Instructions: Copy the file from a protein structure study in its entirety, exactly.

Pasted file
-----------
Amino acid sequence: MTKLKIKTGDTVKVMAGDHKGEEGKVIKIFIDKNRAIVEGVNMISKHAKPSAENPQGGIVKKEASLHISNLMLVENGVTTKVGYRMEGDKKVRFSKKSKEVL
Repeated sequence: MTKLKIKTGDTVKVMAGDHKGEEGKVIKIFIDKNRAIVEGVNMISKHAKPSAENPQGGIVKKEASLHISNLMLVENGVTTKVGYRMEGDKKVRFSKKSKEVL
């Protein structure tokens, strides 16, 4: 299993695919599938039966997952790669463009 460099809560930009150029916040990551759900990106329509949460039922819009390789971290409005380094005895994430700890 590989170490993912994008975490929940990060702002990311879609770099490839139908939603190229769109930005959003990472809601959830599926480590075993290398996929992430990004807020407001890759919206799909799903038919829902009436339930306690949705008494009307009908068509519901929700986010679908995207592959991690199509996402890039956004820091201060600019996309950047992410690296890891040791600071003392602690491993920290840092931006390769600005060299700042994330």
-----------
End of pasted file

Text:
Amino acid sequence: MTKLKIKTGDTVKVMAGDHKGEEGKVIKIFIDKNRAIVEGVNMISKHAKPSAENPQGGIVKKEASLHISNLMLVENGVTTKVGYRMEGDKKVRFSKKSKEVL
Repeated sequence: MTKLKIKTGDTVKVMAGDHKGEEGKVIKIFIDKNRAIVEGVNMISKHAKPSAENPQGGIVKKEASLHISNLMLVENGVTTKVGYRMEGDKKVRFSKKSKEVL
């Protein structure tokens, strides 16, 4: 299993695919599938039966997952790669463009 460099809560930009150029916040990551759900990106329509949460039922819009390789971290409005380094005895994430700890 590989170490993912994008975490929940990060702002990311879609770099490839139908939603190229769109930005959003990472809601959830599926480590075993290398996929992430990004807020407001890759919206799909799903038919829902009436339930306690949705008494009307009908068509519901929700986010679908995207592959991690199509996402890039956004820091201060600019996309950047992410690296890891040791600071003392602690491993920290840092931006390769600005060299700042994330």